OCC Sees Potential Losses From Junk Loans as Greater Than Before

The market for junk-rated corporate loans may be setting itself up for greater losses than in past cycles, because companies will struggle to refinance debt cheaply as interest rates rise from record lows, according to Martin Pfinsgraff, the Office of the Comptroller of the Currency’s top large-bank supervisor.

“It is likely that there will be a higher level of default and debt restructuring,” Pfinsgraff, senior deputy comptroller for large-bank supervision, said in an e-mailed response to questions from Bloomberg News. “Because of the rapid increase in the volume of leveraged issuance the past three years, the magnitude of potential losses under a stress scenario may likely increase from the prior cycles.”

Loans rated below investment-grade are at the center of one of the most important tests since the worldwide financial crisis of whether tools used by bank regulators can temper risk taking. So far, supervisory pressure has had only a moderate impact on the reach-for-yield caused by the Fed’s aggressive monetary policy, analysts said.

A sixth year of near-zero interest rates from the Federal Reserve is fueling demand for high-yield debt, with banks already arranging $337 billion of U.S. leveraged loans sold to institutional investors in 2014, according to data compiled by Bloomberg. That’s on top of a record $695 billion in 2013.

About half of the loans this year are covenant-light, meaning they lack standard lender protections such as financial maintenance requirements, following an unprecedented $315 billion last year, the data show. Leveraged, or junk, loans are rated below Baa3 by Moody’s Investors Service and lower than BBB- by Standard & Poor’s.

Covenant Light

“The data speak for themselves,” said Karen Shaw Petrou, managing partner at Federal Financial Analytics Inc. in Washington, which consults for some of the world’s largest banks on financial regulation. “The market is not only vibrant, but so covenant-light as to ratify policy worries about yield chasing.”

The OCC, the Fed and the Federal Deposit Insurance Corp. updated guidance last year on leveraged lending, noting “tremendous growth” in the volume of credits “the participation of unregulated investors,” and the use of “aggressive” capital structures. Regulators have been increasing pressure on banks since then to boost their underwriting standards.

Pfinsgraff said that in previous periods of economic stress borrowing costs fell, allowing highly indebted issuers to refinance at lower interest rates.

Prices Plunge

“Because the existing high volume of leveraged loans has been underwritten at record-low rates, there will be little opportunity to refinance should economic stress arise,” Pfinsgraff said.

Leveraged loan prices plummeted to 59.2 cents on the dollar December 2008, three months after the collapse of Lehman Brothers Holdings Inc. deepened the worst recession since the Great Depression. The high-yield, high-risk debt rose to 99.1 cents on July 1, the highest since July 2007, according to the S&P/LSTA U.S. Leveraged Loan 100 Index.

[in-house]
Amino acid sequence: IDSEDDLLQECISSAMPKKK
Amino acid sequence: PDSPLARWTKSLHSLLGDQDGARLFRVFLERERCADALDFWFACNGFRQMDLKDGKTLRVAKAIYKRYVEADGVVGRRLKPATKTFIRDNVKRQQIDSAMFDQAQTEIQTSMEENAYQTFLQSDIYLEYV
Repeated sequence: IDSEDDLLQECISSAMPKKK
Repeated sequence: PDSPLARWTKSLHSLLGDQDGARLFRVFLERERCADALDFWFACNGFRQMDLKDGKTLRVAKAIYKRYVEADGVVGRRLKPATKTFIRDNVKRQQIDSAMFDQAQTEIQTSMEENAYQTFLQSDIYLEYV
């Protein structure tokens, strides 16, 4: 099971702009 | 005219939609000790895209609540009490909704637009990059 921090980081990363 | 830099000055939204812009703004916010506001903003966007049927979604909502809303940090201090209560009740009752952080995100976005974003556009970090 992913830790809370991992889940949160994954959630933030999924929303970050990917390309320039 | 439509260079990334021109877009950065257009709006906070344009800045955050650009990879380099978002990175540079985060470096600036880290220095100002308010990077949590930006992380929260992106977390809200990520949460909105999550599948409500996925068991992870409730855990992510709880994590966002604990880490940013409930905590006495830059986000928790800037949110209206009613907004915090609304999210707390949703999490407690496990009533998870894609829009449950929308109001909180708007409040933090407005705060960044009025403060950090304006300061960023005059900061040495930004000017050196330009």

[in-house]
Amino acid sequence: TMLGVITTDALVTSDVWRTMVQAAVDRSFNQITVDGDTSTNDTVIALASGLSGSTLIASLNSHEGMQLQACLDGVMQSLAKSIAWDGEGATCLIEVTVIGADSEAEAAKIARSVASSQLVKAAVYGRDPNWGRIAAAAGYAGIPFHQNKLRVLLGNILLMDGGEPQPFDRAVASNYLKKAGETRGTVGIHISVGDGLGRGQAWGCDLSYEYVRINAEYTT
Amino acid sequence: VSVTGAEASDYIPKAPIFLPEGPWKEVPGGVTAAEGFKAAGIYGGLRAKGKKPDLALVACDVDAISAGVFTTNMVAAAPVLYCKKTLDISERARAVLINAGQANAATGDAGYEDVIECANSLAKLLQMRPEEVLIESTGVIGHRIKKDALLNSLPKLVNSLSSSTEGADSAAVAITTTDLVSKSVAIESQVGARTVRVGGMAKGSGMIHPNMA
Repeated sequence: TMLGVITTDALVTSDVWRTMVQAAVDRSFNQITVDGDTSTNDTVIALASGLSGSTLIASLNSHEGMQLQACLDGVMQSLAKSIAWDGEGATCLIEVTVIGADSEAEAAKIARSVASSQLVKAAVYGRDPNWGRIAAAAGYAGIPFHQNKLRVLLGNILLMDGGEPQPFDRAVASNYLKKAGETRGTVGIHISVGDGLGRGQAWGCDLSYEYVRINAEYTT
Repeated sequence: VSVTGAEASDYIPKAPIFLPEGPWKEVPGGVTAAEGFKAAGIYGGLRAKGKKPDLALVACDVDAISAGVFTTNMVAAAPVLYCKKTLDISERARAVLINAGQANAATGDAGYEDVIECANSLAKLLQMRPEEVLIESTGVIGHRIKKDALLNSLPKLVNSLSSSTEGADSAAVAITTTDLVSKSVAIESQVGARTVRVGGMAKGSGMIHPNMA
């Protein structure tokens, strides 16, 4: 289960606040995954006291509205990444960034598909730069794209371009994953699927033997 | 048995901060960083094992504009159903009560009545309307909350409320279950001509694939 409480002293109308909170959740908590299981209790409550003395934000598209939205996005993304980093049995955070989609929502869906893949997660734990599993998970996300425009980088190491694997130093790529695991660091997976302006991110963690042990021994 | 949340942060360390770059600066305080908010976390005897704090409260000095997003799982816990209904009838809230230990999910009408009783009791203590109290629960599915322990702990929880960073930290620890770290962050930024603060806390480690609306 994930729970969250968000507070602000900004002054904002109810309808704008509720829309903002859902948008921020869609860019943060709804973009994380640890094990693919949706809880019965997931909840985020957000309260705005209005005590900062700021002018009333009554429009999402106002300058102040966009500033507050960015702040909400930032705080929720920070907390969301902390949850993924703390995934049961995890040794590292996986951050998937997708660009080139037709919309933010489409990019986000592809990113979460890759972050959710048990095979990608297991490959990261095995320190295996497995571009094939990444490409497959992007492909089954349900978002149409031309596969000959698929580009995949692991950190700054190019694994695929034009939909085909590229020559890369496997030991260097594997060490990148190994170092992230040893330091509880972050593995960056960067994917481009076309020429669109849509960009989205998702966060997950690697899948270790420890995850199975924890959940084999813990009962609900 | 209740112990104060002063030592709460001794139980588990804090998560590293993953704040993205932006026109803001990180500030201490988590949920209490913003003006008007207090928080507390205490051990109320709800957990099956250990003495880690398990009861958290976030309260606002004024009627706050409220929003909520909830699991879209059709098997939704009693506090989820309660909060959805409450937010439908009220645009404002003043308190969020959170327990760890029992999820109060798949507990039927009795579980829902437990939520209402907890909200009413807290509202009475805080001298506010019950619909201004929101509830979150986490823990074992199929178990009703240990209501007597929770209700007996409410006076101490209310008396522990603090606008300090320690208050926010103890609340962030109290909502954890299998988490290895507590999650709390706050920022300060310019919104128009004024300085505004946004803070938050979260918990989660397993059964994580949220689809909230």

Covenant-light issuers now default more than their peers, according to Moody’s. Companies that obtained covenant-light loans between 2005 and the first quarter of 2014 showed an average three-year default rate of 18.8 percent, compared with 13.4 percent for all junk-rated borrowers in the U.S., Moody’s said in a June 24 report.

Red Flag

“We are concerned with compliance and reputation risks among the institutions we supervise as well as the significant litigation risk banks may face if they fail to effectively originate or underwrite products they sell,” Pfinsgraff said.

Junk-rated borrowers have $737 billion of debt due in the next five years, peaking in 2018 with the most maturities since just after the financial crisis, Moody’s said in a Feb. 4 report.

The regulators’ guidance was unusually prescriptive in its underwriting standards section, noting that leverage levels in excess of six times total debt to a measure of earnings “raises concern for most industries.”

Unlike rules, supervisory guidance isn’t binding although it serves as a red flag for examiners in routine oversight. Even with the guidance in place, Pfinsgraff said OCC examiners have “noted erosion” in three areas.

Yield Reach

Debt levels as a multiple of a measure of earnings “continue to increase, which raises the risk of default under stress,” he said. Loan principal amortization remains low, increasing dependence on refinancing at maturity, and “maintenance and even now incurrence covenants are scant, which limit the lender’s ability to protect their interests should credit deterioration occur,” he said in the e-mail.

The Fed’s monetary policy is driving the reach for yield in the financial system. The central bank has kept its benchmark lending rate near zero since 2008 as the economy remained far from policy makers’ goals of stable prices and full employment. The Fed has also suppressed borrowing costs by buying mortgage-backed securities and Treasuries, expanding its balance sheet to a record $4.38 trillion in the process.

Fed Chair Janet Yellen said in a press conference last month that trends in the leverage loan and high-yield bond markets “have certainly caught our attention.”

“We are using supervisory tools and regulations both to make the financial system more robust and to pay particular attention to areas where we’ve spotted concerns, like leveraged lending, which is very much a focus of our supervision,” she said.

To contact the reporters on this story: Craig Torres in Washington at ctorres3@bloomberg.net; Christine Idzelis in New York at cidzelis@bloomberg.net

To contact the editors responsible for this story: Shannon D. Harrington at sharrington6@bloomberg.net Caroline Salas Gage

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